Companies that sell billing software to the ambulance industry never fail to promise that their software will increase efficiency and profits. What they haven’t mentioned is that their software improves their efficiency and profits, not yours. To achieve that, they sell software that is inferior by design. There. We said it.
To be fair, they have no choice. Software companies can’t make money selling billing software to the ambulance industry – at least not real money as defined by the technology industry. So they have to sell low performance products to maintain their bottom line. How can this be, you ask?
Let’s say a software company somehow captures the entire New York City non-emergency medical transportation market, one of the largest non-emergency medical transportation markets, at approximately one million transports per year. Say that software company wins a killer deal by charging ambulance companies $2 per transport to use their software (about four times the current market rate). Ultimately, after snagging an impossible share of the market and charging an outrageous rate, the software company generates $2,000,000 in annual revenue – less than the annual revenue generated by the average McDonald’s franchise. Consider that for a second: a software company dedicated to the ambulance industry can’t survive by dominating the largest market on the planet and overcharging.
Given this limited revenue potential, the software companies can only afford to build mediocre, fairly generic products, and they can’t afford to market them as anything less than cutting edge. These vendors will point to their software’s well-organized process flow – but that’s exactly the flaw in the argument. In this system, claims are moved from bucket to bucket within measurable time frames. The system just has to keep track of the claim, and all the biller has to do is manually move the claim from one bucket to the next. How’s that for automation? It’s not particularly efficient, but the software provider benefits because the client needs more seat licenses to keep the volume of claims moving. The software system stays simple and cheaper to maintain, which improves the software company’s profits.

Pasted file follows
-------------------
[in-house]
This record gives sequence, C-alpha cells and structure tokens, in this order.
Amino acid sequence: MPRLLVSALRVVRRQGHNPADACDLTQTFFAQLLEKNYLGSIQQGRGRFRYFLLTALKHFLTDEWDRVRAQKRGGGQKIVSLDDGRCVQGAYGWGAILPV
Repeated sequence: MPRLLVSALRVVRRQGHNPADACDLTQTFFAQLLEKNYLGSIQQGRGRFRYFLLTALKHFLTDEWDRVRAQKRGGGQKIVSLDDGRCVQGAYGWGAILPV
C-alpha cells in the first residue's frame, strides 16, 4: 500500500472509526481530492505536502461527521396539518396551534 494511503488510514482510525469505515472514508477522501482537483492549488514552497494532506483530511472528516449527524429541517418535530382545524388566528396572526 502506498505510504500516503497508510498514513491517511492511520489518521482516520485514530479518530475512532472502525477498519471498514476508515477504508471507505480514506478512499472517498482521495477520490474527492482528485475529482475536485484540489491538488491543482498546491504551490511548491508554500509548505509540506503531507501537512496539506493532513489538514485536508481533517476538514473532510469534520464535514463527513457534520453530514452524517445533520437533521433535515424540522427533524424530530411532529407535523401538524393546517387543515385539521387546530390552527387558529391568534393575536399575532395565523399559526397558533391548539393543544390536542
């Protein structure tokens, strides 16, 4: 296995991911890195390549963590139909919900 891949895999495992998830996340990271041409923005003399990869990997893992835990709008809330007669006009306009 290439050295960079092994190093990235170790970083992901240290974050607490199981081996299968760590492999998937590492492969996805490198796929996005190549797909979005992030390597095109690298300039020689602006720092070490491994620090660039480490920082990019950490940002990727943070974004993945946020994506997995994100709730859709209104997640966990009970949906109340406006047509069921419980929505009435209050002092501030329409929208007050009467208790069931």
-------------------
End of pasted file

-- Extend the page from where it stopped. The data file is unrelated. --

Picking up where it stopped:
A software manufacturer will similarly avoid adding features that maximize collections because those features require additional system complexity, which increases development costs and complicates implementation, training, and maintenance. In other words, it’s a loss for them to help you collect more.
Here’s the good news: Given that the billing software sold to this industry is weak, at best, there is a significant opportunity to improve collections and efficiency with the right technology and the right partner. You need a vendor whose goals are in line with yours.
The only entity incentivized to develop the technology that will maximize efficiency and collections is a billing service that lives for the challenge of continuously evolving new solutions – because really, they’re the only ones who can afford to. They know that the more automated the process, the more code is required, which increases development and maintenance costs. But they also know that extra development expenses result in improved labor efficiencies, allowing fewer people to handle more claims, collect more dollars per claim, and collect on a higher percentage of claims.
Effective billing companies improve by analyzing exceptions, not ignoring them. When enough similar exceptions are found, the truly efficient billing company is able to build a new automated process flow to capture and properly handle those claims. This kind of company sees agencies’ problems as opportunities instead of obstacles, which creates a rewarding partnership.
So if you accept the notion that technology is the key to maximizing efficiency and collections, the answer should be clear: You need a complete billing service with proprietary software.